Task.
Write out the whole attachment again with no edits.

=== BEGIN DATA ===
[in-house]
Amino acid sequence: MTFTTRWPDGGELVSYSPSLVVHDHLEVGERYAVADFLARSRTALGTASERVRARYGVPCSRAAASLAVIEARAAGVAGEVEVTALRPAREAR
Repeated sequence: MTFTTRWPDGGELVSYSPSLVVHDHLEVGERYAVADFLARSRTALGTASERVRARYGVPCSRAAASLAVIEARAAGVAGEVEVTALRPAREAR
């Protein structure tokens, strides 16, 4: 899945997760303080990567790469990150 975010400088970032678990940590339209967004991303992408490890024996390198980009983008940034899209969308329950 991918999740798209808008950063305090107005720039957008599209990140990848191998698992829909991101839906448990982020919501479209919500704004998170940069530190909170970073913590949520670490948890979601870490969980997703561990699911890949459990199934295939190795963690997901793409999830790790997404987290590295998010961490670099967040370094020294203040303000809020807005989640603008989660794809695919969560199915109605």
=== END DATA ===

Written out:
[in-house]
Amino acid sequence: MTFTTRWPDGGELVSYSPSLVVHDHLEVGERYAVADFLARSRTALGTASERVRARYGVPCSRAAASLAVIEARAAGVAGEVEVTALRPAREAR
Repeated sequence: MTFTTRWPDGGELVSYSPSLVVHDHLEVGERYAVADFLARSRTALGTASERVRARYGVPCSRAAASLAVIEARAAGVAGEVEVTALRPAREAR
């Protein structure tokens, strides 16, 4: 899945997760303080990567790469990150 975010400088970032678990940590339209967004991303992408490890024996390198980009983008940034899209969308329950 991918999740798209808008950063305090107005720039957008599209990140990848191998698992829909991101839906448990982020919501479209919500704004998170940069530190909170970073913590949520670490948890979601870490969980997703561990699911890949459990199934295939190795963690997901793409999830790790997404987290590295998010961490670099967040370094020294203040303000809020807005989640603008989660794809695919969560199915109605």